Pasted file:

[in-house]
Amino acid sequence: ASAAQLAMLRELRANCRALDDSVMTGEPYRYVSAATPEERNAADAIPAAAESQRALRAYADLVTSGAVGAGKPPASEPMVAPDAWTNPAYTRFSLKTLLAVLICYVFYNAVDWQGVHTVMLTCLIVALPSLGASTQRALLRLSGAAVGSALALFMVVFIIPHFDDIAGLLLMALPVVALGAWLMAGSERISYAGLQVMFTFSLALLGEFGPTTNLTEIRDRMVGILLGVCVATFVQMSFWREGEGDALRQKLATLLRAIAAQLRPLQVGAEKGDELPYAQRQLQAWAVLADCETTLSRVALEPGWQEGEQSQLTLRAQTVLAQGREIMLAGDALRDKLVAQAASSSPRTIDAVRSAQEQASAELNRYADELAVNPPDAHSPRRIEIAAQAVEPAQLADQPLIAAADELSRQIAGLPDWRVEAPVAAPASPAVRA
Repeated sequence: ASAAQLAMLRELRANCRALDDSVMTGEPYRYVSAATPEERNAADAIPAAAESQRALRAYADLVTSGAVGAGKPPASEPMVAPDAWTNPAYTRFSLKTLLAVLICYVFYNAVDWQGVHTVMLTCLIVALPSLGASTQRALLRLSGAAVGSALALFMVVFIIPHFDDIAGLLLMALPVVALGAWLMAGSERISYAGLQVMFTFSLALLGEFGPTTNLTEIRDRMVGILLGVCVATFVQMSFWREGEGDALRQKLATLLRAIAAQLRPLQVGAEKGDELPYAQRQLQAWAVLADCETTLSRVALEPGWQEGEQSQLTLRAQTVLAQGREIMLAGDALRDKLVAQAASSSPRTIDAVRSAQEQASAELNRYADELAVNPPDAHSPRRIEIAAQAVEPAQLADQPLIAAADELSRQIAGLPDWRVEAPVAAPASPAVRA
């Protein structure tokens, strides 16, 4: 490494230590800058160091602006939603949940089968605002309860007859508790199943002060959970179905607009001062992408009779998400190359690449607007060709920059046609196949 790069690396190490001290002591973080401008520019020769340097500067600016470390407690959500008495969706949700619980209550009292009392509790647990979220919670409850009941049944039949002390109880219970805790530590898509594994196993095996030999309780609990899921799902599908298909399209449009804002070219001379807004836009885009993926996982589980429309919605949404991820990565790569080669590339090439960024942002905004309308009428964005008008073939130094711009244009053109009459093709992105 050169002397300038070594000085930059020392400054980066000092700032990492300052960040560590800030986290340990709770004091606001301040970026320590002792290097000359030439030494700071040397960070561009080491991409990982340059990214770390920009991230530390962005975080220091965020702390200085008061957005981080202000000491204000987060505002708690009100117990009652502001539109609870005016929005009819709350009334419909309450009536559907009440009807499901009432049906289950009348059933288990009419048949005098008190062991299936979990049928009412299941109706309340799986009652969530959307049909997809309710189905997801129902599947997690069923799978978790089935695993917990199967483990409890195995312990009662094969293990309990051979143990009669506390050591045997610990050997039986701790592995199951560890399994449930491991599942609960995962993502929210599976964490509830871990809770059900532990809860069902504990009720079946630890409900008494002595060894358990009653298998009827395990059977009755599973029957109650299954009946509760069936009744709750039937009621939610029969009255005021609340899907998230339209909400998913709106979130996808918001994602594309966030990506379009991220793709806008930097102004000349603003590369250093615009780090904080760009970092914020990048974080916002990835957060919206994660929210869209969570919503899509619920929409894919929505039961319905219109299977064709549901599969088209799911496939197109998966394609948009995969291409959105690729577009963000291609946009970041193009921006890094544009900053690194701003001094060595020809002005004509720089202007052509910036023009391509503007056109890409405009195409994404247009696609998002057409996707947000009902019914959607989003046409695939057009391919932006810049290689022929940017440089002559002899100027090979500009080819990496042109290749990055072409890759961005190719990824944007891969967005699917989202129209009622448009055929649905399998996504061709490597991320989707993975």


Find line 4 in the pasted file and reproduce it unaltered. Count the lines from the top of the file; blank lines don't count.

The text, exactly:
């Protein structure tokens, strides 16, 4: 490494230590800058160091602006939603949940089968605002309860007859508790199943002060959970179905607009001062992408009779998400190359690449607007060709920059046609196949 790069690396190490001290002591973080401008520019020769340097500067600016470390407690959500008495969706949700619980209550009292009392509790647990979220919670409850009941049944039949002390109880219970805790530590898509594994196993095996030999309780609990899921799902599908298909399209449009804002070219001379807004836009885009993926996982589980429309919605949404991820990565790569080669590339090439960024942002905004309308009428964005008008073939130094711009244009053109009459093709992105 050169002397300038070594000085930059020392400054980066000092700032990492300052960040560590800030986290340990709770004091606001301040970026320590002792290097000359030439030494700071040397960070561009080491991409990982340059990214770390920009991230530390962005975080220091965020702390200085008061957005981080202000000491204000987060505002708690009100117990009652502001539109609870005016929005009819709350009334419909309450009536559907009440009807499901009432049906289950009348059933288990009419048949005098008190062991299936979990049928009412299941109706309340799986009652969530959307049909997809309710189905997801129902599947997690069923799978978790089935695993917990199967483990409890195995312990009662094969293990309990051979143990009669506390050591045997610990050997039986701790592995199951560890399994449930491991599942609960995962993502929210599976964490509830871990809770059900532990809860069902504990009720079946630890409900008494002595060894358990009653298998009827395990059977009755599973029957109650299954009946509760069936009744709750039937009621939610029969009255005021609340899907998230339209909400998913709106979130996808918001994602594309966030990506379009991220793709806008930097102004000349603003590369250093615009780090904080760009970092914020990048974080916002990835957060919206994660929210869209969570919503899509619920929409894919929505039961319905219109299977064709549901599969088209799911496939197109998966394609948009995969291409959105690729577009963000291609946009970041193009921006890094544009900053690194701003001094060595020809002005004509720089202007052509910036023009391509503007056109890409405009195409994404247009696609998002057409996707947000009902019914959607989003046409695939057009391919932006810049290689022929940017440089002559002899100027090979500009080819990496042109290749990055072409890759961005190719990824944007891969967005699917989202129209009622448009055929649905399998996504061709490597991320989707993975």